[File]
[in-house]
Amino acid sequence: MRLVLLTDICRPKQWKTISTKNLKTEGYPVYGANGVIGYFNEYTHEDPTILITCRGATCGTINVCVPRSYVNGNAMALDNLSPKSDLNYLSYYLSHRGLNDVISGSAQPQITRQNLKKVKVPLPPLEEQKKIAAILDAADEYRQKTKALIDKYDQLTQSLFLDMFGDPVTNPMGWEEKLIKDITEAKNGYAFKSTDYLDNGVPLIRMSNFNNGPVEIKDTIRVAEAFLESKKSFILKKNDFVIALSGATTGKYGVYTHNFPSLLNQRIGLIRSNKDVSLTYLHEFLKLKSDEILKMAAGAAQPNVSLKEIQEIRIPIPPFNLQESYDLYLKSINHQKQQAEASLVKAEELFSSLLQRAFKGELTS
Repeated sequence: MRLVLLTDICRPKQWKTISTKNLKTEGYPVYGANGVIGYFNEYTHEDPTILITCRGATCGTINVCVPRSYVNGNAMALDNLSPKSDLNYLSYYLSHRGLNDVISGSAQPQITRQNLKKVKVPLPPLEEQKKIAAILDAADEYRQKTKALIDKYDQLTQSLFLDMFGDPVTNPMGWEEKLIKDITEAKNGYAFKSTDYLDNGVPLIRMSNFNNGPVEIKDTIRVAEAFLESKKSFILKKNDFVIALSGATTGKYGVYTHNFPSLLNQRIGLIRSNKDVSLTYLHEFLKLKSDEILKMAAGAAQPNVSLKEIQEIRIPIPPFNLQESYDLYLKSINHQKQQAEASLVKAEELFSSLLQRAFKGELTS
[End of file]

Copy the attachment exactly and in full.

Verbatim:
[in-house]
Amino acid sequence: MRLVLLTDICRPKQWKTISTKNLKTEGYPVYGANGVIGYFNEYTHEDPTILITCRGATCGTINVCVPRSYVNGNAMALDNLSPKSDLNYLSYYLSHRGLNDVISGSAQPQITRQNLKKVKVPLPPLEEQKKIAAILDAADEYRQKTKALIDKYDQLTQSLFLDMFGDPVTNPMGWEEKLIKDITEAKNGYAFKSTDYLDNGVPLIRMSNFNNGPVEIKDTIRVAEAFLESKKSFILKKNDFVIALSGATTGKYGVYTHNFPSLLNQRIGLIRSNKDVSLTYLHEFLKLKSDEILKMAAGAAQPNVSLKEIQEIRIPIPPFNLQESYDLYLKSINHQKQQAEASLVKAEELFSSLLQRAFKGELTS
Repeated sequence: MRLVLLTDICRPKQWKTISTKNLKTEGYPVYGANGVIGYFNEYTHEDPTILITCRGATCGTINVCVPRSYVNGNAMALDNLSPKSDLNYLSYYLSHRGLNDVISGSAQPQITRQNLKKVKVPLPPLEEQKKIAAILDAADEYRQKTKALIDKYDQLTQSLFLDMFGDPVTNPMGWEEKLIKDITEAKNGYAFKSTDYLDNGVPLIRMSNFNNGPVEIKDTIRVAEAFLESKKSFILKKNDFVIALSGATTGKYGVYTHNFPSLLNQRIGLIRSNKDVSLTYLHEFLKLKSDEILKMAAGAAQPNVSLKEIQEIRIPIPPFNLQESYDLYLKSINHQKQQAEASLVKAEELFSSLLQRAFKGELTS